"These movin' things ca'd wives and weans Wad move the very heart of stanes," pleaded Burns when forced to allow "clarty barm to stain his laurels." Agur prayed to be delivered from poverty, "lest I be poor and steal, and take the name of my God in vain." The hardships and temptations of the abject poor are terrible, and God forbid we should at any time become so inhuman in our dealings with them as to shut up the bowels of our compassion, or forget to temper justice with mercy. I state frankly that the highest sense of duty would hardly sustain me in suppressing the smugglers on the West Coast, unless I had also a strong and deep conviction that if I could dissuade or prevent them from engaging in smuggling, I should be doing them the greatest possible service. When arguing with one of these smugglers, as to the evil and dishonesty of his ways, he replied, "The village merchant has kept my family and self alive for the last twelve months, and would you blame me if I made an effort to pay him something? There is no fishing and no work, and what am I to do?" Here was an appeal to the common feeling of manhood which no one could answer. This year another smuggler, whose wife is physically and mentally weak, and whose children are quite young, said to me in touching tones, "If we are to be hunted like this, either get something for me to do or cuir an gunna rium— shoot me." This was bad enough, but I can tell you something that affected me even more. The officers were passing a certain township just as a brewing was in operation.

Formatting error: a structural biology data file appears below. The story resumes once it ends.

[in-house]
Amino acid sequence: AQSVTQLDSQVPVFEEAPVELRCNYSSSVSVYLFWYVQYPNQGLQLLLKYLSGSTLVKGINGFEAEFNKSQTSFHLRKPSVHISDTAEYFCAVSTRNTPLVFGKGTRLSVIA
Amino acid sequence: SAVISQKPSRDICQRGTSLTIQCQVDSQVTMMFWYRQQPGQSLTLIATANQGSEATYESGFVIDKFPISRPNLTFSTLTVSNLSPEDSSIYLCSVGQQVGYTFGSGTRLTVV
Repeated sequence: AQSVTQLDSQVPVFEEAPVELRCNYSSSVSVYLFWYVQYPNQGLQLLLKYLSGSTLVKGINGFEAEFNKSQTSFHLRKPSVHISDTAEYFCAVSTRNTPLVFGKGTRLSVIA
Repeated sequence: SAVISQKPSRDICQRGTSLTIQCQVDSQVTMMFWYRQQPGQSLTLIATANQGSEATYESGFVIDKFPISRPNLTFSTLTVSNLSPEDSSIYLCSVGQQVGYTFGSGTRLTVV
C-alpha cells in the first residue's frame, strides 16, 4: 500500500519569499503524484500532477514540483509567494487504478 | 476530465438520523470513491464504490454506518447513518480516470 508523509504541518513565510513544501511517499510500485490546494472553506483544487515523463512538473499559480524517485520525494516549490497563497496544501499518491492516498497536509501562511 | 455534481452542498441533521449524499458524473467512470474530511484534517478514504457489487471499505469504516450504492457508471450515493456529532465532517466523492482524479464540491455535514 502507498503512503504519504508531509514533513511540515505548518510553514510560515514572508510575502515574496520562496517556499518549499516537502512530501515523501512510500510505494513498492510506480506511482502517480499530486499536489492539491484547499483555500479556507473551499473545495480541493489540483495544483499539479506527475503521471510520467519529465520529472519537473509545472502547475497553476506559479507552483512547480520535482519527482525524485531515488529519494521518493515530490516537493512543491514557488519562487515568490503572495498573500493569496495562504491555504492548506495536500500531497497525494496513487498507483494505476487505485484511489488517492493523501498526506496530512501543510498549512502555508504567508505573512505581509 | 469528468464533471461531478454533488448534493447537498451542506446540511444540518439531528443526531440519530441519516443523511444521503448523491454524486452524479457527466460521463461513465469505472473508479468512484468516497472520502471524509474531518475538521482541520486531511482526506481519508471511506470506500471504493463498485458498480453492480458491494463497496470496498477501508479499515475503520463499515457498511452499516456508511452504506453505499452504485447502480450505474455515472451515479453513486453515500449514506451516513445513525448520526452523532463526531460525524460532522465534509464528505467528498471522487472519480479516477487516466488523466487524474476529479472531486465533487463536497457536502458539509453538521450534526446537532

They noticed movements which aroused their suspicions, but as the evening was growing dark they made no search for the bothy, and walked on as if they had observed nothing. On passing by an old woman with a creel, sitting on a stone, they heard sounds, half sighs, half groans, which were doubtless inarticulate expressions of gratitude and thankfulness that the gaugers had not observed the bothy. Poor, old, deluded woman! Little did she know that the gaugers had quietly taken their bearings and laid their plans. Having given the smugglers time to get into full working order, they returned and destroyed the bothy with its full compliment of brewing utensils and materials. These things grieve me much. However deluded and wrong a man may be, we cannot help respecting a determined effort to make the best of things, if they cannot be altered; and the circumstances of the poor people on the West Coast are not easily changed for the better. Their abject poverty, their enforced idleness during a long inclement winter, the wildness and remoteness of the localities where they reside, are all temptations to engage in anything that may be profitable and exciting. There can be no doubt that smuggling, when successful, is profitable in a pecuniary sense. Barley can be this year bought for 23s. a quarter, from which can be obtained some 14 or 16 gallons of whisky, which can be sold at 18s. or 20s. a gallon. Allowing for all contingencies, payment of carriage, liberal consumption during manufacture, and generous treatment of friends and neighbours, some 8 or 10 can be netted from an outlay of 23s. This is no doubt a great temptation. In addition to the very poor, two other classes engage in smuggling, with whom there can be no sympathy whatever. The ne'er-do-well professional smuggler, who is entirely regardless as to the right or wrong of the illegal traffic, and well-to-do people, who engage in the traffic through sheer wantonness, just for the romance of the thing, on the principle that "stolen waters are sweet." I know a few of both classes. Their conduct is highly reprehensible, and their example most pernicious to their poorer neighbours.